Thank you Mr. Chairman for calling this hearing to review Department of Energy warnings that the oil industry’s abrupt decision to switch from MTBE to ethanol as an oxygenate or octane enhancer could lead another summer of gasoline shortages and high prices.
I support the goal of phasing out MTBE – or methyl tertiary butyl ether – in favor of ethanol. In fact, the bipartisan Vehicle and Fuel Choices for American Security Act I have sponsored, along with Sen. Brownback and 10 other Senators, encourages the development ethanol and other renewable fuels as a way of lowering our dependence on foreign oil.
My home state of Connecticut is one of seven states that have already banned the use of MTBE as a gasoline additive because of the dangers it poses to public health and environment as a possible carcinogen leaking into the ground water.
But I fear that the oil industry – already drowning in record profits – will use the sudden switch from MTBE to ethanol as a backdoor means of raising prices if the ethanol industry cannot deliver the quantities needed, as the Energy Information Administration thinks likely, according to its recent report.
The oil industry says it was forced to switch from MTBE to ethanol because Congress did not provide a waiver of liability from damage caused by MTBE when it dropped the oxygenate requirement in the 2005 Energy Policy Act. Unfortunately, we do not have a representative of the oil industry at this hearing today, so we can not explore more fully how they would defend their decisions.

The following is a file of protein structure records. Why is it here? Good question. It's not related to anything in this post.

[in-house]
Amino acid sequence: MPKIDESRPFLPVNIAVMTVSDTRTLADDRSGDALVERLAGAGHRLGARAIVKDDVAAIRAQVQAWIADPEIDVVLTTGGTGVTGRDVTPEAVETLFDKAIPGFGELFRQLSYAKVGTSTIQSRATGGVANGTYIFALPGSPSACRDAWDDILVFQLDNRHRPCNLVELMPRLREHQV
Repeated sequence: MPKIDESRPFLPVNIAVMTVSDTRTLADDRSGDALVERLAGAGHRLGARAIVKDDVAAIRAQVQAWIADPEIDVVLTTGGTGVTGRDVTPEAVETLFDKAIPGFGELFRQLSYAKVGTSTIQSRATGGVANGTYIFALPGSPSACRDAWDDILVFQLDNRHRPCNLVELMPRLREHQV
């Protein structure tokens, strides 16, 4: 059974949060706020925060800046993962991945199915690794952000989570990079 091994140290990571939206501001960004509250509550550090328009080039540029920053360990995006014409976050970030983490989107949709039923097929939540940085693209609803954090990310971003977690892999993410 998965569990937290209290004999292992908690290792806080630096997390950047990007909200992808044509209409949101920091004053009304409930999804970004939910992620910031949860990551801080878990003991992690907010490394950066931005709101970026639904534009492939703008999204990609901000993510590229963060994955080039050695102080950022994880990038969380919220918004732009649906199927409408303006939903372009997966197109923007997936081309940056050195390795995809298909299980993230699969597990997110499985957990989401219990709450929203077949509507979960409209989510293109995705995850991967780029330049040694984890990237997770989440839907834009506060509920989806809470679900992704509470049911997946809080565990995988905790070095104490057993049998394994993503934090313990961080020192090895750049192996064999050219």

As we consider the actions of the oil industry, we should remember several points. First, the industry chose to use MTBE as an oxygenate to make gasoline burn cleaner in heavily polluted areas. MTBE was the industry’s choice, not a Congressional mandate, and there is no reason to release the industry from liability for a choice it made.
As stated succinctly by the representative of the Renewable Fuels Association today, “Refiners are not compelled to use MTBE in [Reformulated Gasoline], nor are they compelled to use ethanol once the oxygenate requirement is eliminated. The decision to stop using MTBE is the refiners’ alone.”
The industry knew the day would come that it would have to phase out MTBE and has had plenty of time to plan for the transition and make sure there were adequate supplies of the ethanol or another alternative.
There is no excuse for unnecessary shortages and discretionary price increases. That, if anything, should be the focus of Congressional investigation. Any resulting price spikes and higher profits should be taxed as an undeserved windfall.
Legislation I introduced in December year would impose an excise tax on oil companies for 50 percent of their windfall profits. This one-time tax would provide a one-time payment to partially offset increased home heating and energy costs, as well as a portion of gasoline cost increases.
Thank you Mr. Chairman.